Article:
2014 Kia Forte First Test
In It To Win It: New Compact Sedan has an Ample Bag of Tricks
With the 2014 Kia Forte sedan now in the picture, the Korean automaker has reinvented its compact sedan twice within the last five years. While that may seem excessive, the cutthroat compact car segment is like the fashion world. You might only be 27 years old, but that translates to 59 in model years. With the 4-year-old Forte losing relevance, Kia had to act fast. Luckily, it already had a winning formula, thanks to the current-gen Optima midsize sedan, which is the brand’s best-selling model to date.
The Optima has earned lots of brownie points for its sleek styling, performance, and smorgasbord of premium features, and the 2014 Forte doesn’t deviate from that formula. Defined by curvaceous body lines, the familiar tiger nose grille, sweeping head- and taillights, and a sharply raked windshield, the Forte commands attention, especially EX models equipped with LED accents above projector halogen headlights. (HIDs are optional.) The strips are slanted into the grille, resembling furrowed eyebrows that may intimidate those who look in their rearview mirrors. It’s wider (0.2 inch), longer (1.2 inches), and lower (1.0 inch) than its predecessor, with a wheelbase 2 inches longer at 106.3 inches.
Looks aside, lots of tinkering went on beneath the skin. A reworked direct-injection, 2.0-liter I-4 feeds 173 horses and 154-lb-ft of torque to the front tires via a six-speed automatic transmission, allowing the compact to scoot from 0 to 60 mph in 7.8 seconds and reach the quarter mile in 16.0 seconds at 87.3 mph. The numbers are leaps and bounds over the last Forte EX we tested in 2011, which needed 9.2 seconds to reach 60 mph from a standstill and 17.1 seconds to pass the quarter-mile line at 83.2 mph. The Honda Civic and Toyota Corolla may best the Forte in compact sales, but the Korean compact puts them to shame in this category—the cars needed 9.1 and 9.8 seconds to get from 0 to 60 mph, respectively. Away from the track, the 2.0-liter buzzes happily when you put the pedal to the metal, making highway merging easy. The Forte’s cabin is surprisingly quiet for a car that belongs in the compact segment, with hardly any vibrations felt through the steering wheel, floor panels, or pedals. Kia engineers can pat themselves on the back for this, since an aluminum bed plate located beneath the engine block diminishes engine noise, while other NVH materials inside the doors reduce wind noise.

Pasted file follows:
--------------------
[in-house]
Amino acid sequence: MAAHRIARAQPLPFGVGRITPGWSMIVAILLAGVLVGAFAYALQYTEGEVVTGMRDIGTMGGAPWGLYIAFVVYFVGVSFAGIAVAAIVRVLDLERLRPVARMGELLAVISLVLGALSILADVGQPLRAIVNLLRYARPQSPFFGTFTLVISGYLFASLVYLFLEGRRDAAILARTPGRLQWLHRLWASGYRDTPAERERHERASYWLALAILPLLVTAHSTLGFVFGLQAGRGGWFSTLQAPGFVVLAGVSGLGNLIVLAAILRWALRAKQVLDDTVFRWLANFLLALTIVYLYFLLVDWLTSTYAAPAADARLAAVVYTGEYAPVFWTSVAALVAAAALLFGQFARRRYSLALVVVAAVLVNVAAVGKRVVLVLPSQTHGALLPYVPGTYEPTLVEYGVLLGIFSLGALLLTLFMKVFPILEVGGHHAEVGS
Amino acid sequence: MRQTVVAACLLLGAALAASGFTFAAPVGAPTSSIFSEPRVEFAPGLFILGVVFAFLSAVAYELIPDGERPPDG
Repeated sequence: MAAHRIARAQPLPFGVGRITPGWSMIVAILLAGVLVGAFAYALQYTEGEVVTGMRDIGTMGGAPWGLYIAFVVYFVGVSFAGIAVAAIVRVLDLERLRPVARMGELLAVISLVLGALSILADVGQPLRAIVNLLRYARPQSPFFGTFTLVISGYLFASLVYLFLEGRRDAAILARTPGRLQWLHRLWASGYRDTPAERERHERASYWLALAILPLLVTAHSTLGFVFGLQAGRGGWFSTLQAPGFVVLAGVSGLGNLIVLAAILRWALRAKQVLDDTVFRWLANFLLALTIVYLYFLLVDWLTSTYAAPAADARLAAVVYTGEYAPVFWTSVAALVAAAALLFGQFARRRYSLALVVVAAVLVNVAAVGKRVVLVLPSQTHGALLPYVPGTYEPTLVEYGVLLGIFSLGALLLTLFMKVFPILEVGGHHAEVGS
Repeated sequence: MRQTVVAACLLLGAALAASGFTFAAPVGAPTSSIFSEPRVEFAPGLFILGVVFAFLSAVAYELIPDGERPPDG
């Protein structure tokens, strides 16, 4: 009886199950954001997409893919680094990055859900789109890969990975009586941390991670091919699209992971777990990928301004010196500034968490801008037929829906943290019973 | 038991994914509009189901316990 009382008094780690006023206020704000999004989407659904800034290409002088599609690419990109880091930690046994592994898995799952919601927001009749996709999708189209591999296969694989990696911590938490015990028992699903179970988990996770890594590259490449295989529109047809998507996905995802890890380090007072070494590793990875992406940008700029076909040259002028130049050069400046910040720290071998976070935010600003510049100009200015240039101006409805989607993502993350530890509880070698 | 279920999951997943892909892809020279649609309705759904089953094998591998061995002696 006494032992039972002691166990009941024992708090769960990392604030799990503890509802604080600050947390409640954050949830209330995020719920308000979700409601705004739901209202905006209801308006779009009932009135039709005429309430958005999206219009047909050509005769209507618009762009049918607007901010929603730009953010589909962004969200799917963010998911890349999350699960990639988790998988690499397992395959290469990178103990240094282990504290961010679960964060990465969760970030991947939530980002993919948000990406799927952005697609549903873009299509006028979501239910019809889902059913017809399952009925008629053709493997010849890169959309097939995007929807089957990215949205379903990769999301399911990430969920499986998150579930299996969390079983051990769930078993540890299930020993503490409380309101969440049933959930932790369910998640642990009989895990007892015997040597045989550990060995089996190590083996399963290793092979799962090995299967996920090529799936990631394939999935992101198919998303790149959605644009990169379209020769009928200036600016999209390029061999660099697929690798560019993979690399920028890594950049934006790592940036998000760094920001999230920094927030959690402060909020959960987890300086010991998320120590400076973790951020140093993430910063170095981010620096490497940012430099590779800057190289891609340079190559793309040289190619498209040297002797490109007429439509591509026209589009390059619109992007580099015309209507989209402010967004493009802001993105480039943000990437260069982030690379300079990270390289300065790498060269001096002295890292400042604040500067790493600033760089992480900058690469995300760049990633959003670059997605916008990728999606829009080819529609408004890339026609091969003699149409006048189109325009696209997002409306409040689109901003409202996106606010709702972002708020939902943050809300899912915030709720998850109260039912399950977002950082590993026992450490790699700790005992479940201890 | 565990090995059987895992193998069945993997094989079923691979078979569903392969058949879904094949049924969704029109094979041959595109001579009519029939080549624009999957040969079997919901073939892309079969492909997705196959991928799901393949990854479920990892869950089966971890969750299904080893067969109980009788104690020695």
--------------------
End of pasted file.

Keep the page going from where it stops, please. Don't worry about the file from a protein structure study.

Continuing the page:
In our figure-eight test, the new Forte took advantage of its increased torsional rigidity, producing an improved time of 27.6 seconds at 0.60 g (average) versus the previous car’s 28.9 seconds at 0.56 g (average). Although it’s no sports car, the Forte embraces squiggly canyon roads with delight, as it eagerly turns into corners without too much body roll. The Forte is offered with a three-mode electrically boosted steering system (Normal, Comfort, and Sport), but the differences between the Normal and Sport modes aren’t easily discernible, and Comfort made steering feel more disconnected than comfortable. A stiffer chassis and recalibrated rear torsion beam allowed the Forte to float over hard impacts while delivering a smooth and balanced ride. Meanwhile, the compact stops from 60 mph in 117 feet compared with the outgoing car’s 141.
Like the Optima, the Forte is packed with all the standard amenities you could reasonably expect in its segment, including Bluetooth, satellite radio, power windows/locks, air conditioning, and a 60/40 split-folding rear seat. Our EX tester further spoiled us with a Google-powered UVO infotainment system with eServices, hands-free keyless access, cruise control, leather-wrapped steering wheel and shifter, and rearview camera. Fully loaded with the Popular and Technology Packages, our tester boasted navigation, power folding mirrors, HID headlights, heated front and rear seats, ventilated 10-way adjustable power driver seat, and dual-zone climate control. Heck, it even had a heated steering wheel, but even more useful are the puddle and door handle lamps, which come in handy at night.
The Forte sedan’s controls and the 4.2-inch LCD touch screen are easy to reach thanks to the angled center stack, and the navigation is intuitive. Although the Civic and Corolla offer 0.3 and 0.4 inch more rear seat legroom, respectively, my rear passengers happily stretched their legs to utilize all 35.9 inches of Forte legroom, and they didn’t complain about the 37.3 inches of headroom, a smidge more than both Japanese rivals have to offer.
Although every single creature comfort was available in our fully loaded EX tester, I wonder if we would get the same kick out of the 2014 Forte sedan in LX trim, with its 1.8-liter I-4. Either way, the improved ride quality is what impressed most. Fuel economy figures have not yet been released, but expect them to fall within the lines of the outgoing EX’s 26/36 mpg city/highway. Estimated to start at about $17,000, the redesigned Forte is in it to win it with its bag of tricks and treats. Further pricing details will be revealed closer to the Forte’s on-sale date this spring.
|2014 Kia Forte EX|
|BASE PRICE||$17,000 (est)|
|PRICE AS TESTED||$25,000 (est)|
|VEHICLE LAYOUT||Front-engine, FWD, 5-pass, 4-door sedan|
|ENGINE||2.0L/173-hp/154-lb-ft DOHC 16-valve I-4|
|CURB WEIGHT (F/R DIST)||2944 lb (61/39%)|
|LENGTH x WIDTH x HEIGHT||179.5 x 70.1 x 56.5 in|
|0-60 MPH||7.8 sec|
|QUARTER MILE||16.0 sec @ 87.3 mph|
|BRAKING, 60-0 MPH||117 ft|
|LATERAL ACCELERATION||0.80 g (avg)|
|MT FIGURE EIGHT||27.6 sec @ 0.60 g (avg)|
|EPA CITY/HWY FUEL ECON||26/36 mpg|
|ENERGY CONS., CITY/HWY||130/94 kW-hrs/100 miles (est)|
|CO2 EMISSIONS||0.65 lb/mile (est)|